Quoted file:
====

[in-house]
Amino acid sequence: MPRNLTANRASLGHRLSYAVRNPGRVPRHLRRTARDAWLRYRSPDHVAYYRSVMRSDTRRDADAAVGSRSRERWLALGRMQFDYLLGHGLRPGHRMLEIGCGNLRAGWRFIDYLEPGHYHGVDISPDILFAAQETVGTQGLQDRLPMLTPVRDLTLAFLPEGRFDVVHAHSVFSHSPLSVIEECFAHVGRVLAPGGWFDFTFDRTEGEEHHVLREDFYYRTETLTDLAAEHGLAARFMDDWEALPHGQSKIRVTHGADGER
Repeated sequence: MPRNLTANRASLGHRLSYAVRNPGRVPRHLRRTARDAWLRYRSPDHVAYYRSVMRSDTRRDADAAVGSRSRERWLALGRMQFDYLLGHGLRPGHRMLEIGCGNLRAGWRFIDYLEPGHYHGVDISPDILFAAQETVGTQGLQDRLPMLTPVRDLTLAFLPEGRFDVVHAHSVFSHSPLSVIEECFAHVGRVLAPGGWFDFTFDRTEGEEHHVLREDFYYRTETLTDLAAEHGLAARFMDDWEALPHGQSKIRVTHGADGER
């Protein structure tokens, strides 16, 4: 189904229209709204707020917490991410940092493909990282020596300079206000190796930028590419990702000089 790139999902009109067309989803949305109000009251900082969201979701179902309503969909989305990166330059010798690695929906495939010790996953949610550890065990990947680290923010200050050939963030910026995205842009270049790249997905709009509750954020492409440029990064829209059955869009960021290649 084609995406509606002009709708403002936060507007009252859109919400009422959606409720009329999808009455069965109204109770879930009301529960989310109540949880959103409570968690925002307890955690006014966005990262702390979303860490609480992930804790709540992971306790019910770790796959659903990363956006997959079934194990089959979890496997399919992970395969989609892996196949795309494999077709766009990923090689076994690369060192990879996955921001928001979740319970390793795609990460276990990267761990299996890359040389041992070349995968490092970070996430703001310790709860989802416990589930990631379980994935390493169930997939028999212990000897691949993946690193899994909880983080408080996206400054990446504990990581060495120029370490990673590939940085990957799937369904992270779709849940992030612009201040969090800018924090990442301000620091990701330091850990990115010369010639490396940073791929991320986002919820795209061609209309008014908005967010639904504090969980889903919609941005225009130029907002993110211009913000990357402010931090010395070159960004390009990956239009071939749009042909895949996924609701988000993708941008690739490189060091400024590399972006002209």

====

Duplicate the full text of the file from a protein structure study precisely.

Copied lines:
[in-house]
Amino acid sequence: MPRNLTANRASLGHRLSYAVRNPGRVPRHLRRTARDAWLRYRSPDHVAYYRSVMRSDTRRDADAAVGSRSRERWLALGRMQFDYLLGHGLRPGHRMLEIGCGNLRAGWRFIDYLEPGHYHGVDISPDILFAAQETVGTQGLQDRLPMLTPVRDLTLAFLPEGRFDVVHAHSVFSHSPLSVIEECFAHVGRVLAPGGWFDFTFDRTEGEEHHVLREDFYYRTETLTDLAAEHGLAARFMDDWEALPHGQSKIRVTHGADGER
Repeated sequence: MPRNLTANRASLGHRLSYAVRNPGRVPRHLRRTARDAWLRYRSPDHVAYYRSVMRSDTRRDADAAVGSRSRERWLALGRMQFDYLLGHGLRPGHRMLEIGCGNLRAGWRFIDYLEPGHYHGVDISPDILFAAQETVGTQGLQDRLPMLTPVRDLTLAFLPEGRFDVVHAHSVFSHSPLSVIEECFAHVGRVLAPGGWFDFTFDRTEGEEHHVLREDFYYRTETLTDLAAEHGLAARFMDDWEALPHGQSKIRVTHGADGER
């Protein structure tokens, strides 16, 4: 189904229209709204707020917490991410940092493909990282020596300079206000190796930028590419990702000089 790139999902009109067309989803949305109000009251900082969201979701179902309503969909989305990166330059010798690695929906495939010790996953949610550890065990990947680290923010200050050939963030910026995205842009270049790249997905709009509750954020492409440029990064829209059955869009960021290649 084609995406509606002009709708403002936060507007009252859109919400009422959606409720009329999808009455069965109204109770879930009301529960989310109540949880959103409570968690925002307890955690006014966005990262702390979303860490609480992930804790709540992971306790019910770790796959659903990363956006997959079934194990089959979890496997399919992970395969989609892996196949795309494999077709766009990923090689076994690369060192990879996955921001928001979740319970390793795609990460276990990267761990299996890359040389041992070349995968490092970070996430703001310790709860989802416990589930990631379980994935390493169930997939028999212990000897691949993946690193899994909880983080408080996206400054990446504990990581060495120029370490990673590939940085990957799937369904992270779709849940992030612009201040969090800018924090990442301000620091990701330091850990990115010369010639490396940073791929991320986002919820795209061609209309008014908005967010639904504090969980889903919609941005225009130029907002993110211009913000990357402010931090010395070159960004390009990956239009071939749009042909895949996924609701988000993708941008690739490189060091400024590399972006002209």